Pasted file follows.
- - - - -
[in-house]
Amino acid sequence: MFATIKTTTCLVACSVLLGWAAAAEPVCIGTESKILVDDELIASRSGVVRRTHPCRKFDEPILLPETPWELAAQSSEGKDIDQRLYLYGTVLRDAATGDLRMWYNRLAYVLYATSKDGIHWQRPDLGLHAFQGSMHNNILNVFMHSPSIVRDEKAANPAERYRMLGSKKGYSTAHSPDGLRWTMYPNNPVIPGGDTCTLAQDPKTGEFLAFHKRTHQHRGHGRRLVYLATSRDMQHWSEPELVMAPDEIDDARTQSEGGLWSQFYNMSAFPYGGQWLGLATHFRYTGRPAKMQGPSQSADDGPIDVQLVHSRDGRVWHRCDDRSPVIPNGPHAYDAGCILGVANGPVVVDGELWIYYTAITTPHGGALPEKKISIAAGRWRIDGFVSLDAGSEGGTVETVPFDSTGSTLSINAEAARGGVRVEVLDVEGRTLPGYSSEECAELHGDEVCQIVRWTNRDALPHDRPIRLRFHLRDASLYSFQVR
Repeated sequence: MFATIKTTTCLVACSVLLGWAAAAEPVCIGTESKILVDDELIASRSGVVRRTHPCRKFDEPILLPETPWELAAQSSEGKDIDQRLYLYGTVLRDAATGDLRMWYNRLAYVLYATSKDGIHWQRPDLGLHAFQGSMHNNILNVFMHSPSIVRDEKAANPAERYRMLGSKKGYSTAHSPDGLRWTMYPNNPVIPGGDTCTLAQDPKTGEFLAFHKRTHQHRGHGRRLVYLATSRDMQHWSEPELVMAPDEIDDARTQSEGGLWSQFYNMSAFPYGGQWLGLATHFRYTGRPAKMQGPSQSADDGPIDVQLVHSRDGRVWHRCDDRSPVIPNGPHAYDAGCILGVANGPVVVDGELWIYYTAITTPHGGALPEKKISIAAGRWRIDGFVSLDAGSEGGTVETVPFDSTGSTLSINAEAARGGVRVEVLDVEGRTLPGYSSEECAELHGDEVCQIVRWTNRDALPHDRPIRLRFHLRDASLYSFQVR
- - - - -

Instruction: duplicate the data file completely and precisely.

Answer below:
[in-house]
Amino acid sequence: MFATIKTTTCLVACSVLLGWAAAAEPVCIGTESKILVDDELIASRSGVVRRTHPCRKFDEPILLPETPWELAAQSSEGKDIDQRLYLYGTVLRDAATGDLRMWYNRLAYVLYATSKDGIHWQRPDLGLHAFQGSMHNNILNVFMHSPSIVRDEKAANPAERYRMLGSKKGYSTAHSPDGLRWTMYPNNPVIPGGDTCTLAQDPKTGEFLAFHKRTHQHRGHGRRLVYLATSRDMQHWSEPELVMAPDEIDDARTQSEGGLWSQFYNMSAFPYGGQWLGLATHFRYTGRPAKMQGPSQSADDGPIDVQLVHSRDGRVWHRCDDRSPVIPNGPHAYDAGCILGVANGPVVVDGELWIYYTAITTPHGGALPEKKISIAAGRWRIDGFVSLDAGSEGGTVETVPFDSTGSTLSINAEAARGGVRVEVLDVEGRTLPGYSSEECAELHGDEVCQIVRWTNRDALPHDRPIRLRFHLRDASLYSFQVR
Repeated sequence: MFATIKTTTCLVACSVLLGWAAAAEPVCIGTESKILVDDELIASRSGVVRRTHPCRKFDEPILLPETPWELAAQSSEGKDIDQRLYLYGTVLRDAATGDLRMWYNRLAYVLYATSKDGIHWQRPDLGLHAFQGSMHNNILNVFMHSPSIVRDEKAANPAERYRMLGSKKGYSTAHSPDGLRWTMYPNNPVIPGGDTCTLAQDPKTGEFLAFHKRTHQHRGHGRRLVYLATSRDMQHWSEPELVMAPDEIDDARTQSEGGLWSQFYNMSAFPYGGQWLGLATHFRYTGRPAKMQGPSQSADDGPIDVQLVHSRDGRVWHRCDDRSPVIPNGPHAYDAGCILGVANGPVVVDGELWIYYTAITTPHGGALPEKKISIAAGRWRIDGFVSLDAGSEGGTVETVPFDSTGSTLSINAEAARGGVRVEVLDVEGRTLPGYSSEECAELHGDEVCQIVRWTNRDALPHDRPIRLRFHLRDASLYSFQVR